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[Joseph Garnett Jr. | Times (2008)]
Tech Data's CEO Bob Dutkowsky.
Company information
May 2009

Address: 5350 Tech Data Dr., Clearwater, FL 33760; (727) 539-7429;

Business: Resale of computers, information technology

Ticker symbol, market: TECD, Nasdaq

Market capitalization: $1.45 billion

CEO: Robert Dutkowsky

Employees: 8,000

(Year ended Jan. 31, 2009)

Revenue: $24.1 billion, up 3 percent

Net income: $123.6 million, up 14 percent

Per share: $2.40, up 22 percent

Return on equity: +6.79 percent

Biggest challenge: With much of its business taking place in Europe, the company has been losing millions of dollars from foreign currency volatility against the dollar. That's in addition to customer spending cuts that could sap sales by an estimated 5 to 25 percent this year. Tech Data will spend this year integrating Dell computer products into its lineup. Hewlett-Packard has been its largest single source of equipment. "IT spending will be one of the elements that lead the economy back," CEO Robert Dutkowsky said. "We want to be in the right position to take advantage of it."

Corporate culture
May 2008

Small groups foster more open, honest dialogue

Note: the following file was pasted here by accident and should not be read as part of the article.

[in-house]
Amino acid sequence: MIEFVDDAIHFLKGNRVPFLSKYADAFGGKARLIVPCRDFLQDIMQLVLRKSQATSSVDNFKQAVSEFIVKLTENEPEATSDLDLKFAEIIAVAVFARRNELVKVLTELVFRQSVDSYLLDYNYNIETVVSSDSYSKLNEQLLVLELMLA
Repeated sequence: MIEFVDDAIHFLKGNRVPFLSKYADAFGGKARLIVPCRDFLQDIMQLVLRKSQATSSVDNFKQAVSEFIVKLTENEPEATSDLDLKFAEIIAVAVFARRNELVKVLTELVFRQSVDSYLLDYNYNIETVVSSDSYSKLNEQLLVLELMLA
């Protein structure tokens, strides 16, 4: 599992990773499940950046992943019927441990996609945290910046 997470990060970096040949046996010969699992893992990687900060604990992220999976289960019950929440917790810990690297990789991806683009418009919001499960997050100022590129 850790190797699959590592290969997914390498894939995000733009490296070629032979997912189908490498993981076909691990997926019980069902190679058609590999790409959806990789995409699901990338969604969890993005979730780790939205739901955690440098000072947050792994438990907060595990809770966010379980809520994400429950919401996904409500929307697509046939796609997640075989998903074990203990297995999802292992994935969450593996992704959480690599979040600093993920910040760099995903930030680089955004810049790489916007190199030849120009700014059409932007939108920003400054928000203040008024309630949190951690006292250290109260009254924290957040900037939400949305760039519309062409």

With balloons, colored table cloths, cupcakes and ice cream, employees at Tech Data celebrate birthday parties every month.

"The idea is to get to chat with everyone on campus over the course of a year," CEO Bob Dutkowsky said. "It's a very good way to say thank you and get into a dialogue."

Dutkowsky inherited the tradition from his former tech workplace, J.D. Edwards. The hourlong celebrations include candid conversations about the company's performance, its competitors' strategies or anything that's on employees' minds.

"People are shy and if you put them in a room with a crowd of 1,000, they won't say much," Dutkowsky said. "With 30 people around, they are more comfortable interacting."

As part of the company's employee-outreach effort, Tech Data has an anonymous e-mail program by which employees write directly to the CEO with their concerns and suggestions. The "Ask Bob" program gets about 15 e-mails a week, Dutkowsky said. They range from complaints about dress codes to acquisition ideas.

The company also has quarterly employee meetings to discuss performance and strategies.

"The whole idea is to be open and facilitate a dialogue with the employees," Dutkowsky said.

—Madhusmita Bora, Times Staff Writer

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